The fifth round of negotiations on the Iranian nuclear file continues today, Wednesday, in the Austrian capital Vienna, under the supervision of the European Union, and Iranian President Hassan Rouhani announced that progress has been made, which he described as remarkable in the talks.

The talks were held in an atmosphere described as positive, after Iran and the International Atomic Energy Agency reached an understanding to extend their agreement to monitor nuclear activities.

Rouhani revealed that common understandings had been reached on the main points between the parties participating in the talks.

The Iranian president said that all matters are now ready to reactivate the nuclear agreement, and called on Washington to take the first step to lift the sanctions on Tehran.

Iranian Assistant Foreign Minister and chief Iranian negotiator Abbas Araghchi said that Tehran's goal is not to end the negotiations quickly, but rather to meet its demands, which he described as legitimate, and to preserve the interests of his country.

Araghchi also said that the nuclear talks in Vienna witnessed relative progress during the previous four rounds.

Common ground

For his part, the spokesman for the European Union mission to Vienna, Alan Matton, said that the participants in the meeting on the first day of the fifth round of negotiations on the Iranian nuclear deal said that discussions will continue at the level of experts within working groups.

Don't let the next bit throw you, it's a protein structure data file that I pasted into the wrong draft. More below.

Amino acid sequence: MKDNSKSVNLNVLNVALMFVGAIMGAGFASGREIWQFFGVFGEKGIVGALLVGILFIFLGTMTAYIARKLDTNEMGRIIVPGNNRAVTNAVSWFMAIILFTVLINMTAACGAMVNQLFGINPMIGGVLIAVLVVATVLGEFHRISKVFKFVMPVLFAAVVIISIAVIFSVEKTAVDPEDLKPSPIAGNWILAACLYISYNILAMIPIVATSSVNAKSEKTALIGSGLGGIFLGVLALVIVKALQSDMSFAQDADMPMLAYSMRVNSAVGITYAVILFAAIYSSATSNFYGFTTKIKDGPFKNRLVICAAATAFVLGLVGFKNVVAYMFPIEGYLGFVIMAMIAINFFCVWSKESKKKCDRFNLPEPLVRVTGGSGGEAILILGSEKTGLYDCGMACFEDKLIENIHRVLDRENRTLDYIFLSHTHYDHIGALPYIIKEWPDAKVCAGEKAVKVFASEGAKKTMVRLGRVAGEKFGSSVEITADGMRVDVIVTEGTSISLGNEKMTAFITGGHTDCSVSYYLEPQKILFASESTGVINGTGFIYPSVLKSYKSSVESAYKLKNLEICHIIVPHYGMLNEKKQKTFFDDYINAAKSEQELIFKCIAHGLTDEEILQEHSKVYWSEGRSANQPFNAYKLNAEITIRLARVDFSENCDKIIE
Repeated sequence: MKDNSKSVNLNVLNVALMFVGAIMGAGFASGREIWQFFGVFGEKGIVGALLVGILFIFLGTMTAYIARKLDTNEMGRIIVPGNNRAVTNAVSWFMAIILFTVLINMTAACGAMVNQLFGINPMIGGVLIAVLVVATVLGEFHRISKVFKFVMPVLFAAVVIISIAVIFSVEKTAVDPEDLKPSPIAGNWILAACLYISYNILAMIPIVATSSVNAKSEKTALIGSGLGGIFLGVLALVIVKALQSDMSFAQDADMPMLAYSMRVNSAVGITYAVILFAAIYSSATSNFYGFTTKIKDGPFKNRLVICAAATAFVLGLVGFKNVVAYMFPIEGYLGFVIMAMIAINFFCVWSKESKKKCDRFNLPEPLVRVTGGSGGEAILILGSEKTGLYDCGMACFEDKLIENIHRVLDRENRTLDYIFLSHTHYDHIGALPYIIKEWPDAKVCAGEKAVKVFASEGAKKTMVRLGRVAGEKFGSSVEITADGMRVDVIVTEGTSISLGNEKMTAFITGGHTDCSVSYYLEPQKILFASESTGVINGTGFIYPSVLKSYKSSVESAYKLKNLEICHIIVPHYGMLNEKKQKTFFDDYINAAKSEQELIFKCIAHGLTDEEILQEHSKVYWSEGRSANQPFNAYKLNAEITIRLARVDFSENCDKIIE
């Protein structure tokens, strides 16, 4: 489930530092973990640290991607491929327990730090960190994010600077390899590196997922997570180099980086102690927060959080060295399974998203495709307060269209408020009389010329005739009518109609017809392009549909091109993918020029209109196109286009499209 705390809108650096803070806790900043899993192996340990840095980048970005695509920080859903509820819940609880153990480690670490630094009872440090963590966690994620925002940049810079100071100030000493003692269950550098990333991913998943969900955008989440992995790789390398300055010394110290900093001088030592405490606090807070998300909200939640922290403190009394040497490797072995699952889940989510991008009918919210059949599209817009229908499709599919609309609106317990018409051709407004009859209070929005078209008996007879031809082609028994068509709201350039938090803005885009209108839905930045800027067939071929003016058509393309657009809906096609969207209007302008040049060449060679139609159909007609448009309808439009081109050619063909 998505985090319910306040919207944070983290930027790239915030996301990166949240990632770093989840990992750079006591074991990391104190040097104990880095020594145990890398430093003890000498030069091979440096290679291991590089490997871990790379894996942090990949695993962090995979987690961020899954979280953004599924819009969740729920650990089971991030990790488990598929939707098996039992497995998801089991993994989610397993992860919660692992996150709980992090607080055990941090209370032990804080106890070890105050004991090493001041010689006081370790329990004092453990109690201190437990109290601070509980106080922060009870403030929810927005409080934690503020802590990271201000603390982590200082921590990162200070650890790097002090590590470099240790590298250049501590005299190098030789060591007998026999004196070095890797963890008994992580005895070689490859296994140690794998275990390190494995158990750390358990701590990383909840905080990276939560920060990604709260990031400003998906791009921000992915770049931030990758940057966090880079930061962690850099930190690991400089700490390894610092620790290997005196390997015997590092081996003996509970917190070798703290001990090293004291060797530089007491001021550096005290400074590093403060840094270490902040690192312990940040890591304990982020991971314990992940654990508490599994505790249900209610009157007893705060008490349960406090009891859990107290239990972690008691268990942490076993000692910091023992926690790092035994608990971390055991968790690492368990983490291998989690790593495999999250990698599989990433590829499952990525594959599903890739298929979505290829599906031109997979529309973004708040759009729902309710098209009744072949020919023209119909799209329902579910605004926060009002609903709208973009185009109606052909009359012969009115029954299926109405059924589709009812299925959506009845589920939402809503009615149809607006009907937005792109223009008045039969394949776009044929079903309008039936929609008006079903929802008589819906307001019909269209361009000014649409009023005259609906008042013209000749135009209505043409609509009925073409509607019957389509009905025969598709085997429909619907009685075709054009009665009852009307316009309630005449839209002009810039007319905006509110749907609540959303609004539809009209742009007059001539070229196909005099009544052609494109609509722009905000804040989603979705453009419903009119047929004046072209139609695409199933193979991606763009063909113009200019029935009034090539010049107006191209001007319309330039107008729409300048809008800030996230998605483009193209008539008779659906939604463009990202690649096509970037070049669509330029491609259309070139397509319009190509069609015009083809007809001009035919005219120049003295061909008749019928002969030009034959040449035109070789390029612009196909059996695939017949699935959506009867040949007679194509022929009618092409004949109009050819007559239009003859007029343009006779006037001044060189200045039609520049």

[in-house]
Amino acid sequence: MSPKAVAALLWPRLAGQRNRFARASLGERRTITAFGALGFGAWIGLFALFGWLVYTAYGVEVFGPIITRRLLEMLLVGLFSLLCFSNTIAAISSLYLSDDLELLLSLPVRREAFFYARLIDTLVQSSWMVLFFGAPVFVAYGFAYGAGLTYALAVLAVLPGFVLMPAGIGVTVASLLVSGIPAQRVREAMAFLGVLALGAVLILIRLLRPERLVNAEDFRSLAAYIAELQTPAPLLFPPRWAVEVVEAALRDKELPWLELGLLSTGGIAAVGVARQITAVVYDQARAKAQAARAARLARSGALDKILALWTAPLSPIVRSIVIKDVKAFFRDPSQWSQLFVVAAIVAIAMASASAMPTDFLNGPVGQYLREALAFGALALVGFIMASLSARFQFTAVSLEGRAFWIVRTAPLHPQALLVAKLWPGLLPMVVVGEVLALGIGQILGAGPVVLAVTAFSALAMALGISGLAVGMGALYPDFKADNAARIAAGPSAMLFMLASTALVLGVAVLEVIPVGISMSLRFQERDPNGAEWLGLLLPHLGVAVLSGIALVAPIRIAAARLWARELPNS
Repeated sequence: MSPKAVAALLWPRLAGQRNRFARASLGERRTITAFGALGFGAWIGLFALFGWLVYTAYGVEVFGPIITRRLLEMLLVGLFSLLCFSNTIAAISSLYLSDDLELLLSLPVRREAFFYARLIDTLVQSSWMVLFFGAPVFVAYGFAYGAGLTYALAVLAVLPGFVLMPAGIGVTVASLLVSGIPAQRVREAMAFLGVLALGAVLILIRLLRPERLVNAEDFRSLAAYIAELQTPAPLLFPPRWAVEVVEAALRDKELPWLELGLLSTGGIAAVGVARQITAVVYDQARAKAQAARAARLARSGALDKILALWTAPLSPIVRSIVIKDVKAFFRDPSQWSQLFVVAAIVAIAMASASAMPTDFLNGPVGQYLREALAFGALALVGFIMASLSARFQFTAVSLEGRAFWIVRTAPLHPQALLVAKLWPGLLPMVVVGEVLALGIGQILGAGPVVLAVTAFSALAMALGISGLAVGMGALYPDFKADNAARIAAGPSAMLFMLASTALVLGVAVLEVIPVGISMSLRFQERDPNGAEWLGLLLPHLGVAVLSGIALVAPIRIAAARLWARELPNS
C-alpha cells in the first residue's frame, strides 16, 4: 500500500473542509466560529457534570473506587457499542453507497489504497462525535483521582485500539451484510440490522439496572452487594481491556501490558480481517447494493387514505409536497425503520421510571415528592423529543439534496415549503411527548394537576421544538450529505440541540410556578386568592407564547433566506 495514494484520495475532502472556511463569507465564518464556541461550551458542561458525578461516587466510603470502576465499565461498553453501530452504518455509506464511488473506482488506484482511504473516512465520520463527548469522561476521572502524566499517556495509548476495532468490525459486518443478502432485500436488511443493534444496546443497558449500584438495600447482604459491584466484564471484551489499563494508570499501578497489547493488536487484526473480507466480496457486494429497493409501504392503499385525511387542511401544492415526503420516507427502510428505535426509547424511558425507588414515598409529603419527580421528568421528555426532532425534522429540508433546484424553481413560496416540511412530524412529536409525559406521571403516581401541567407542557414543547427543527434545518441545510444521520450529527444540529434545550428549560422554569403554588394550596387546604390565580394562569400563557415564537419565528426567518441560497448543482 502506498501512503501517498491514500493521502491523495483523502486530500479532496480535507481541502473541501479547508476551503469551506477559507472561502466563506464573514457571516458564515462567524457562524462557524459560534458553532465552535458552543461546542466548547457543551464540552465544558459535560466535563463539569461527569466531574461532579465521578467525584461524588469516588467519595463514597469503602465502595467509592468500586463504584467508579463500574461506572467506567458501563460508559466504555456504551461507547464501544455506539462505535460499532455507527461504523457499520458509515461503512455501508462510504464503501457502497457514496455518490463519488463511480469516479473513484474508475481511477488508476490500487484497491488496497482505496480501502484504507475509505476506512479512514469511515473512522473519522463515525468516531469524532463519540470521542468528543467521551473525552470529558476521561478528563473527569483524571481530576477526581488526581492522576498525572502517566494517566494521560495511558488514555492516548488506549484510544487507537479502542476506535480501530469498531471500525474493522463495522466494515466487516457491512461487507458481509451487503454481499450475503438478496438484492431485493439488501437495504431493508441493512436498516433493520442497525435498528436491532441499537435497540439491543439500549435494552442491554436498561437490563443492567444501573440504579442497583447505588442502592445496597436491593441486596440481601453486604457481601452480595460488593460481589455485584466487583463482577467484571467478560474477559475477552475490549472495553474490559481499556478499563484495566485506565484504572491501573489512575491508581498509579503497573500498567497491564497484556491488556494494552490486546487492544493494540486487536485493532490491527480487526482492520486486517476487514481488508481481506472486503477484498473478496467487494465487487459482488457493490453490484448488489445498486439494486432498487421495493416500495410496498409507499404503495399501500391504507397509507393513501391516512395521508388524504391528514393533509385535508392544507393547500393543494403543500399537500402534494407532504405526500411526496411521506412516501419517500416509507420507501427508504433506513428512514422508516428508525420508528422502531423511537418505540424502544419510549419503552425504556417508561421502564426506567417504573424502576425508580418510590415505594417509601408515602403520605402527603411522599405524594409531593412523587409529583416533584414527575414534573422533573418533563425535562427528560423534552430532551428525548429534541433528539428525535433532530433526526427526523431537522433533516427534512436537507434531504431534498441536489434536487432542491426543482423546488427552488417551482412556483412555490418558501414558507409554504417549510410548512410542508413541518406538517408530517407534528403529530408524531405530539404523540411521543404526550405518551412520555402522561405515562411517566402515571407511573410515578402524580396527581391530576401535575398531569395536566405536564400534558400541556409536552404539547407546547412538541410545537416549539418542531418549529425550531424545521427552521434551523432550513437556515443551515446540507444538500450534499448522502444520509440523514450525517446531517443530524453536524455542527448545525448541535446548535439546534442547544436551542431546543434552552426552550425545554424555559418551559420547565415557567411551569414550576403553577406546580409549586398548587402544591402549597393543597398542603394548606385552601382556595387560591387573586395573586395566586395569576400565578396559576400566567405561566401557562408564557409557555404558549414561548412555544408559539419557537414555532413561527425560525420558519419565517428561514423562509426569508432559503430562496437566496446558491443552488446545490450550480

The EU spokesman added that the EU would continue talks with all participants in the nuclear deal in order to reach common ground.

Matton said that the aim of the current talks is for the United States to return to the agreement and to ensure its full implementation.

In the same context, the Russian representative to international organizations in Vienna said that the fifth round of negotiations with Iran might be the last, while Robert Malley, the US special envoy to Iran, said that the last round of Vienna talks was constructive and witnessed tangible progress.

But he added, in a tweet on Twitter, that there was still a lot of work to be done.

Mali expressed his hope that the fifth round of talks would move forward towards a mutual return to compliance with the nuclear deal.

"Troubling program"

The Director General of the International Atomic Energy Agency, Rafael Grossi, described Iran's program to enrich uranium as "very worrying."

In an interview with the Financial Times published on Wednesday, Grossi said that Iran is enriching uranium to purity degrees "only reached by bomb-making countries."

"Enriching a country (uranium) with a purity of 60% is very dangerous ... Only countries that produce bombs reach this level," he added.

He went on to say that the level of purity "is 60%, which is almost the level of weapons production, commercial enrichment from 2% to 3%."

He added that Iran has a "sovereign right" to develop its program, but "this is a level that needs vigilant monitoring."

Grossi said most of Iran's measures could be reversed relatively easily, but added that the level of research and development that had been reached was a problem.

"You cannot return the genie to the bottle once you know how to make something, and the only way to curb that is to prove," he continued.

"Iran's program has grown and become more sophisticated, so a direct return to the 2015 agreement is no longer possible, and what can be done is to keep its activities below 2015 levels," he added.

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